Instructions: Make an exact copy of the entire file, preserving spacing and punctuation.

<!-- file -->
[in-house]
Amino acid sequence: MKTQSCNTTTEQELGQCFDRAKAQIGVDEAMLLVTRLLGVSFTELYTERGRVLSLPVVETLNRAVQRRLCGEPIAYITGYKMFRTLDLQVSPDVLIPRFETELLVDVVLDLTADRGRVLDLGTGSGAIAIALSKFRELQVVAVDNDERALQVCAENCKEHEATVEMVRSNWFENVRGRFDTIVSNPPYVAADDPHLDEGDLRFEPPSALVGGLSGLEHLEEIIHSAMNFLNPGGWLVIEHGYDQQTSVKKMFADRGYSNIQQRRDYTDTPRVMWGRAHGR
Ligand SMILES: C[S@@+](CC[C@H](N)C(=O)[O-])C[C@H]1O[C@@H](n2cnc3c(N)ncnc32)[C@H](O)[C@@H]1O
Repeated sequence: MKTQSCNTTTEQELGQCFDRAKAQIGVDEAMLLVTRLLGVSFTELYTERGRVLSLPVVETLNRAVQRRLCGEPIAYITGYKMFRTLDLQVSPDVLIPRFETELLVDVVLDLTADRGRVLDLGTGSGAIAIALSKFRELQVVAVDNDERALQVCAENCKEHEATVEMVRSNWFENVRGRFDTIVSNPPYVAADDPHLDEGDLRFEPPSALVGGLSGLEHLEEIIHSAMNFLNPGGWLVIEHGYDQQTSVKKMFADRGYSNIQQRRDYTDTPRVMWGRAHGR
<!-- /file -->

[in-house]
Amino acid sequence: MKTQSCNTTTEQELGQCFDRAKAQIGVDEAMLLVTRLLGVSFTELYTERGRVLSLPVVETLNRAVQRRLCGEPIAYITGYKMFRTLDLQVSPDVLIPRFETELLVDVVLDLTADRGRVLDLGTGSGAIAIALSKFRELQVVAVDNDERALQVCAENCKEHEATVEMVRSNWFENVRGRFDTIVSNPPYVAADDPHLDEGDLRFEPPSALVGGLSGLEHLEEIIHSAMNFLNPGGWLVIEHGYDQQTSVKKMFADRGYSNIQQRRDYTDTPRVMWGRAHGR
Ligand SMILES: C[S@@+](CC[C@H](N)C(=O)[O-])C[C@H]1O[C@@H](n2cnc3c(N)ncnc32)[C@H](O)[C@@H]1O
Repeated sequence: MKTQSCNTTTEQELGQCFDRAKAQIGVDEAMLLVTRLLGVSFTELYTERGRVLSLPVVETLNRAVQRRLCGEPIAYITGYKMFRTLDLQVSPDVLIPRFETELLVDVVLDLTADRGRVLDLGTGSGAIAIALSKFRELQVVAVDNDERALQVCAENCKEHEATVEMVRSNWFENVRGRFDTIVSNPPYVAADDPHLDEGDLRFEPPSALVGGLSGLEHLEEIIHSAMNFLNPGGWLVIEHGYDQQTSVKKMFADRGYSNIQQRRDYTDTPRVMWGRAHGR